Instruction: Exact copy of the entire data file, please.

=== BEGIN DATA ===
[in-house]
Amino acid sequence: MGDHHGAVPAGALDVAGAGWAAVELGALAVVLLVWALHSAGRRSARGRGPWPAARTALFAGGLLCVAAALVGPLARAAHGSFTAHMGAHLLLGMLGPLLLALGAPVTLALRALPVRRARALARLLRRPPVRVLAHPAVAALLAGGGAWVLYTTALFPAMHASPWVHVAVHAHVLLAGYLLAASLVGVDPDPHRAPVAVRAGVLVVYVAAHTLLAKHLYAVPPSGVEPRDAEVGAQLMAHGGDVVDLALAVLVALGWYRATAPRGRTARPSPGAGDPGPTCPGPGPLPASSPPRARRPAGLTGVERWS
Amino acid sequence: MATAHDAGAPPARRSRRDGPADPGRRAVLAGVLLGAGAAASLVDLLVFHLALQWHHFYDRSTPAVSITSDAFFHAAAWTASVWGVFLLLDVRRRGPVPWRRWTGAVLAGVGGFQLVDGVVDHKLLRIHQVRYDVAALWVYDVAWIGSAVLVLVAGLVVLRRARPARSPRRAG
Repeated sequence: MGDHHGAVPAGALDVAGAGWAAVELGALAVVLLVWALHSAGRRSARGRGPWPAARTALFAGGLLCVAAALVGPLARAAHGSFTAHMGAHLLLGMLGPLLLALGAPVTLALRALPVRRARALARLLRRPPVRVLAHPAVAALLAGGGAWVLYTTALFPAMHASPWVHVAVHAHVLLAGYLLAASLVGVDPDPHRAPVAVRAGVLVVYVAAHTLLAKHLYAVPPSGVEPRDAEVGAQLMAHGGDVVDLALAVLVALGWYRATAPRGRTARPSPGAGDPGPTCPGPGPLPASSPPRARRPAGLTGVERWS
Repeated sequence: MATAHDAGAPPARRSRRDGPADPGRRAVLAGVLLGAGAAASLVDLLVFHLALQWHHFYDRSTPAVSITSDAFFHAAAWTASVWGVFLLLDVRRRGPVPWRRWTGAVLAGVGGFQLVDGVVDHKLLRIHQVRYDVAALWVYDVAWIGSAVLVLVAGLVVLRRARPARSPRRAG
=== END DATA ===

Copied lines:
[in-house]
Amino acid sequence: MGDHHGAVPAGALDVAGAGWAAVELGALAVVLLVWALHSAGRRSARGRGPWPAARTALFAGGLLCVAAALVGPLARAAHGSFTAHMGAHLLLGMLGPLLLALGAPVTLALRALPVRRARALARLLRRPPVRVLAHPAVAALLAGGGAWVLYTTALFPAMHASPWVHVAVHAHVLLAGYLLAASLVGVDPDPHRAPVAVRAGVLVVYVAAHTLLAKHLYAVPPSGVEPRDAEVGAQLMAHGGDVVDLALAVLVALGWYRATAPRGRTARPSPGAGDPGPTCPGPGPLPASSPPRARRPAGLTGVERWS
Amino acid sequence: MATAHDAGAPPARRSRRDGPADPGRRAVLAGVLLGAGAAASLVDLLVFHLALQWHHFYDRSTPAVSITSDAFFHAAAWTASVWGVFLLLDVRRRGPVPWRRWTGAVLAGVGGFQLVDGVVDHKLLRIHQVRYDVAALWVYDVAWIGSAVLVLVAGLVVLRRARPARSPRRAG
Repeated sequence: MGDHHGAVPAGALDVAGAGWAAVELGALAVVLLVWALHSAGRRSARGRGPWPAARTALFAGGLLCVAAALVGPLARAAHGSFTAHMGAHLLLGMLGPLLLALGAPVTLALRALPVRRARALARLLRRPPVRVLAHPAVAALLAGGGAWVLYTTALFPAMHASPWVHVAVHAHVLLAGYLLAASLVGVDPDPHRAPVAVRAGVLVVYVAAHTLLAKHLYAVPPSGVEPRDAEVGAQLMAHGGDVVDLALAVLVALGWYRATAPRGRTARPSPGAGDPGPTCPGPGPLPASSPPRARRPAGLTGVERWS
Repeated sequence: MATAHDAGAPPARRSRRDGPADPGRRAVLAGVLLGAGAAASLVDLLVFHLALQWHHFYDRSTPAVSITSDAFFHAAAWTASVWGVFLLLDVRRRGPVPWRRWTGAVLAGVGGFQLVDGVVDHKLLRIHQVRYDVAALWVYDVAWIGSAVLVLVAGLVVLRRARPARSPRRAG